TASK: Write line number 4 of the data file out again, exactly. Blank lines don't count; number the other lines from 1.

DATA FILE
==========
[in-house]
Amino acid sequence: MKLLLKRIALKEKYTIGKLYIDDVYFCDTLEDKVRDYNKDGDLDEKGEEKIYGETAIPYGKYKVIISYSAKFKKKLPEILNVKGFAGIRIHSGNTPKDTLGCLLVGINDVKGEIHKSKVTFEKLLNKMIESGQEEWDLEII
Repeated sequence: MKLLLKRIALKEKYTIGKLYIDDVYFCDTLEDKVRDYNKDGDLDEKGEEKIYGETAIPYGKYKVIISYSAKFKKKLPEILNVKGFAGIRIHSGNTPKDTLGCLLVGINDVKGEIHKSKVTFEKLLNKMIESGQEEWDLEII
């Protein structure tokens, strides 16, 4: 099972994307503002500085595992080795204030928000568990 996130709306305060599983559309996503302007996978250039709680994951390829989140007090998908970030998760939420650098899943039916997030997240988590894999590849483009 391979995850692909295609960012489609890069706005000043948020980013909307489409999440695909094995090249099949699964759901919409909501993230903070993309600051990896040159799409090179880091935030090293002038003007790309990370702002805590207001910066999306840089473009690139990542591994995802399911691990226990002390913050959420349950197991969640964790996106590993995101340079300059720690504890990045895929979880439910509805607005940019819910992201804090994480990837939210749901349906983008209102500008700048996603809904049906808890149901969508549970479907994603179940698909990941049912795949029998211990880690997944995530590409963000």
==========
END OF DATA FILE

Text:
């Protein structure tokens, strides 16, 4: 099972994307503002500085595992080795204030928000568990 996130709306305060599983559309996503302007996978250039709680994951390829989140007090998908970030998760939420650098899943039916997030997240988590894999590849483009 391979995850692909295609960012489609890069706005000043948020980013909307489409999440695909094995090249099949699964759901919409909501993230903070993309600051990896040159799409090179880091935030090293002038003007790309990370702002805590207001910066999306840089473009690139990542591994995802399911691990226990002390913050959420349950197991969640964790996106590993995101340079300059720690504890990045895929979880439910509805607005940019819910992201804090994480990837939210749901349906983008209102500008700048996603809904049906808890149901969508549970479907994603179940698909990941049912795949029998211990880690997944995530590409963000």